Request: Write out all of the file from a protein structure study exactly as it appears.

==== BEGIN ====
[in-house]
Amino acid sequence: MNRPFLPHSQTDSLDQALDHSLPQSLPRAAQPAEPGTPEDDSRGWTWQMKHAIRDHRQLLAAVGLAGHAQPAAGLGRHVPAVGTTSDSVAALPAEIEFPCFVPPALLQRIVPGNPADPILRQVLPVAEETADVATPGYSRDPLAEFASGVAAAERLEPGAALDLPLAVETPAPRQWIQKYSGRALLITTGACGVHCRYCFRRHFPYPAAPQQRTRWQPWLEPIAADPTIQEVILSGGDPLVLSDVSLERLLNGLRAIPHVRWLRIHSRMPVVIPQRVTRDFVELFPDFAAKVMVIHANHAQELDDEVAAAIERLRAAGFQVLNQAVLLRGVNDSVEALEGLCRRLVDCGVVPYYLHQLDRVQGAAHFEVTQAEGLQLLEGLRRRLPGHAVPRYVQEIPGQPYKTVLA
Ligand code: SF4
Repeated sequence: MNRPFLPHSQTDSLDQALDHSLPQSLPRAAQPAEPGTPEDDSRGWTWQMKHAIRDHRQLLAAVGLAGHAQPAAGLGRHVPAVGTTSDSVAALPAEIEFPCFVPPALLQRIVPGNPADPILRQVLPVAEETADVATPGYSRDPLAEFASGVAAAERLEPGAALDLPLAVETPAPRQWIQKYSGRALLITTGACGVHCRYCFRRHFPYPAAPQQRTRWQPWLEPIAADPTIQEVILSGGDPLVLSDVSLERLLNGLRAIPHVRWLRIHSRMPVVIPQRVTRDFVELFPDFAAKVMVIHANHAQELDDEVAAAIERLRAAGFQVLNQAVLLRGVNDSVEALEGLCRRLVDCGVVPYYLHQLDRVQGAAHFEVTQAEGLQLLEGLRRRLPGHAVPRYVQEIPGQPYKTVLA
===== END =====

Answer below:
[in-house]
Amino acid sequence: MNRPFLPHSQTDSLDQALDHSLPQSLPRAAQPAEPGTPEDDSRGWTWQMKHAIRDHRQLLAAVGLAGHAQPAAGLGRHVPAVGTTSDSVAALPAEIEFPCFVPPALLQRIVPGNPADPILRQVLPVAEETADVATPGYSRDPLAEFASGVAAAERLEPGAALDLPLAVETPAPRQWIQKYSGRALLITTGACGVHCRYCFRRHFPYPAAPQQRTRWQPWLEPIAADPTIQEVILSGGDPLVLSDVSLERLLNGLRAIPHVRWLRIHSRMPVVIPQRVTRDFVELFPDFAAKVMVIHANHAQELDDEVAAAIERLRAAGFQVLNQAVLLRGVNDSVEALEGLCRRLVDCGVVPYYLHQLDRVQGAAHFEVTQAEGLQLLEGLRRRLPGHAVPRYVQEIPGQPYKTVLA
Ligand code: SF4
Repeated sequence: MNRPFLPHSQTDSLDQALDHSLPQSLPRAAQPAEPGTPEDDSRGWTWQMKHAIRDHRQLLAAVGLAGHAQPAAGLGRHVPAVGTTSDSVAALPAEIEFPCFVPPALLQRIVPGNPADPILRQVLPVAEETADVATPGYSRDPLAEFASGVAAAERLEPGAALDLPLAVETPAPRQWIQKYSGRALLITTGACGVHCRYCFRRHFPYPAAPQQRTRWQPWLEPIAADPTIQEVILSGGDPLVLSDVSLERLLNGLRAIPHVRWLRIHSRMPVVIPQRVTRDFVELFPDFAAKVMVIHANHAQELDDEVAAAIERLRAAGFQVLNQAVLLRGVNDSVEALEGLCRRLVDCGVVPYYLHQLDRVQGAAHFEVTQAEGLQLLEGLRRRLPGHAVPRYVQEIPGQPYKTVLA